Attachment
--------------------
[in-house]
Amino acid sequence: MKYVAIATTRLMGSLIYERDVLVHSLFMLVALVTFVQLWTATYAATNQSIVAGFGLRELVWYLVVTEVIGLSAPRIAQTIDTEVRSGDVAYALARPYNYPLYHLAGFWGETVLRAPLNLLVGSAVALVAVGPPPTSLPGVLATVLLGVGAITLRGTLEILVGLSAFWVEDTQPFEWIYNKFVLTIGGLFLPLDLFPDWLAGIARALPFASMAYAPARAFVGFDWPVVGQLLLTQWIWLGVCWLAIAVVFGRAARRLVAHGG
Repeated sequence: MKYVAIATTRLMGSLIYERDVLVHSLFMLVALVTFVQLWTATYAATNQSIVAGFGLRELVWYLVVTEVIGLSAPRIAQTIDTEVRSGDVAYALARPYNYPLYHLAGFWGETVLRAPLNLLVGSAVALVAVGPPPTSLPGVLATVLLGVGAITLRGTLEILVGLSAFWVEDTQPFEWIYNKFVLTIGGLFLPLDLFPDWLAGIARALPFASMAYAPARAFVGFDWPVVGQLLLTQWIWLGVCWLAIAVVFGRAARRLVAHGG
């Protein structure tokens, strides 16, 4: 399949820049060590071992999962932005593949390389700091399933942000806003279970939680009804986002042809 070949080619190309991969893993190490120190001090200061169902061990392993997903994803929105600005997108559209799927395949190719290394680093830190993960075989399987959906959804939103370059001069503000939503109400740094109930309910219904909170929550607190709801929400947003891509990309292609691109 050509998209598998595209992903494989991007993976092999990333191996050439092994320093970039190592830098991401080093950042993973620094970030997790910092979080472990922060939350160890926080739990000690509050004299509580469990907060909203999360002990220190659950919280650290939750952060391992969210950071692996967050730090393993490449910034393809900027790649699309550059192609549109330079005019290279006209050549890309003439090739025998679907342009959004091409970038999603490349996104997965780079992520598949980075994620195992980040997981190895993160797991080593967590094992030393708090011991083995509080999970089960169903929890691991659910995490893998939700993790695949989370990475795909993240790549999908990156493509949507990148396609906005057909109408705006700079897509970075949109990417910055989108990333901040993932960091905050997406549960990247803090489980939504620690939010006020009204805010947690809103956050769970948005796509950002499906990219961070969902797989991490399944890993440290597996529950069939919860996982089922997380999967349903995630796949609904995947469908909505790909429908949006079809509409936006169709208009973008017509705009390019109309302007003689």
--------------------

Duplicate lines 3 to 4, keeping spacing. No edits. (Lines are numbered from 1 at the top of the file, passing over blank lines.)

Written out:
Repeated sequence: MKYVAIATTRLMGSLIYERDVLVHSLFMLVALVTFVQLWTATYAATNQSIVAGFGLRELVWYLVVTEVIGLSAPRIAQTIDTEVRSGDVAYALARPYNYPLYHLAGFWGETVLRAPLNLLVGSAVALVAVGPPPTSLPGVLATVLLGVGAITLRGTLEILVGLSAFWVEDTQPFEWIYNKFVLTIGGLFLPLDLFPDWLAGIARALPFASMAYAPARAFVGFDWPVVGQLLLTQWIWLGVCWLAIAVVFGRAARRLVAHGG
């Protein structure tokens, strides 16, 4: 399949820049060590071992999962932005593949390389700091399933942000806003279970939680009804986002042809 070949080619190309991969893993190490120190001090200061169902061990392993997903994803929105600005997108559209799927395949190719290394680093830190993960075989399987959906959804939103370059001069503000939503109400740094109930309910219904909170929550607190709801929400947003891509990309292609691109 050509998209598998595209992903494989991007993976092999990333191996050439092994320093970039190592830098991401080093950042993973620094970030997790910092979080472990922060939350160890926080739990000690509050004299509580469990907060909203999360002990220190659950919280650290939750952060391992969210950071692996967050730090393993490449910034393809900027790649699309550059192609549109330079005019290279006209050549890309003439090739025998679907342009959004091409970038999603490349996104997965780079992520598949980075994620195992980040997981190895993160797991080593967590094992030393708090011991083995509080999970089960169903929890691991659910995490893998939700993790695949989370990475795909993240790549999908990156493509949507990148396609906005057909109408705006700079897509970075949109990417910055989108990333901040993932960091905050997406549960990247803090489980939504620690939010006020009204805010947690809103956050769970948005796509950002499906990219961070969902797989991490399944890993440290597996529950069939919860996982089922997380999967349903995630796949609904995947469908909505790909429908949006079809509409936006169709208009973008017509705009390019109309302007003689």